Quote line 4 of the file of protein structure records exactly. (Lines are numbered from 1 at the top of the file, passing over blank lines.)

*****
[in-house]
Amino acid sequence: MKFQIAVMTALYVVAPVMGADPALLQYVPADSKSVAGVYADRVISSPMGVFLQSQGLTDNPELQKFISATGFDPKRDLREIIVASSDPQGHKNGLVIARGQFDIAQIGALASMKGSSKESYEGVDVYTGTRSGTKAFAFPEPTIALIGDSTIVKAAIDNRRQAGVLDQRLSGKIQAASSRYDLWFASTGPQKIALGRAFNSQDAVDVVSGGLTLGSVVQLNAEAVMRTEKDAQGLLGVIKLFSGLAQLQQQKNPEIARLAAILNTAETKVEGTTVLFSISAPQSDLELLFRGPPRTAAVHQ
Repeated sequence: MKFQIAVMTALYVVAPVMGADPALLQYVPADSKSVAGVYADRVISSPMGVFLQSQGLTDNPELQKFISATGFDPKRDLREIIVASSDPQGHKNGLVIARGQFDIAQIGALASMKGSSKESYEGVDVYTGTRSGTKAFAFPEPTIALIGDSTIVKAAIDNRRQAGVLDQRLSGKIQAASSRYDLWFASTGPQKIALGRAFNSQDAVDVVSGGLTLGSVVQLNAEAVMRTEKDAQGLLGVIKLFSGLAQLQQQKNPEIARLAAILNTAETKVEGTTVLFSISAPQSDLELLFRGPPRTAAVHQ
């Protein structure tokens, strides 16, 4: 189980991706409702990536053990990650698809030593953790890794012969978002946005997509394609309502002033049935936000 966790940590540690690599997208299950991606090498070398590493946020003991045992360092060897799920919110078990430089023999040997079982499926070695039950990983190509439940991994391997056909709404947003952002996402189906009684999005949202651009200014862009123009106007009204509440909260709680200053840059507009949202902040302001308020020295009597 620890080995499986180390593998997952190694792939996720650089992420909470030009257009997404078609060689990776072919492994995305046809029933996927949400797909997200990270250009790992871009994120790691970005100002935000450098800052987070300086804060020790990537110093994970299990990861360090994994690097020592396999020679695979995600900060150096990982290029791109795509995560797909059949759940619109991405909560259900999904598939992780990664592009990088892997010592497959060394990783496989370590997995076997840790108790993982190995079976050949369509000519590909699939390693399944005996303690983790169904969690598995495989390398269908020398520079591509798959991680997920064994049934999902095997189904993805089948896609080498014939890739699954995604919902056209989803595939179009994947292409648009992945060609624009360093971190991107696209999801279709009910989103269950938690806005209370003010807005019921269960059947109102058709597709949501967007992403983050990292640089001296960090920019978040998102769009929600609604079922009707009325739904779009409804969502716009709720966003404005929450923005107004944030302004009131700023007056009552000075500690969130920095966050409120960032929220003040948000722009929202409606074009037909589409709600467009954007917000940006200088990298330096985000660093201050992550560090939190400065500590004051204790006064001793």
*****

């Protein structure tokens, strides 16, 4: 189980991706409702990536053990990650698809030593953790890794012969978002946005997509394609309502002033049935936000 966790940590540690690599997208299950991606090498070398590493946020003991045992360092060897799920919110078990430089023999040997079982499926070695039950990983190509439940991994391997056909709404947003952002996402189906009684999005949202651009200014862009123009106007009204509440909260709680200053840059507009949202902040302001308020020295009597 620890080995499986180390593998997952190694792939996720650089992420909470030009257009997404078609060689990776072919492994995305046809029933996927949400797909997200990270250009790992871009994120790691970005100002935000450098800052987070300086804060020790990537110093994970299990990861360090994994690097020592396999020679695979995600900060150096990982290029791109795509995560797909059949759940619109991405909560259900999904598939992780990664592009990088892997010592497959060394990783496989370590997995076997840790108790993982190995079976050949369509000519590909699939390693399944005996303690983790169904969690598995495989390398269908020398520079591509798959991680997920064994049934999902095997189904993805089948896609080498014939890739699954995604919902056209989803595939179009994947292409648009992945060609624009360093971190991107696209999801279709009910989103269950938690806005209370003010807005019921269960059947109102058709597709949501967007992403983050990292640089001296960090920019978040998102769009929600609604079922009707009325739904779009409804969502716009709720966003404005929450923005107004944030302004009131700023007056009552000075500690969130920095966050409120960032929220003040948000722009929202409606074009037909589409709600467009954007917000940006200088990298330096985000660093201050992550560090939190400065500590004051204790006064001793």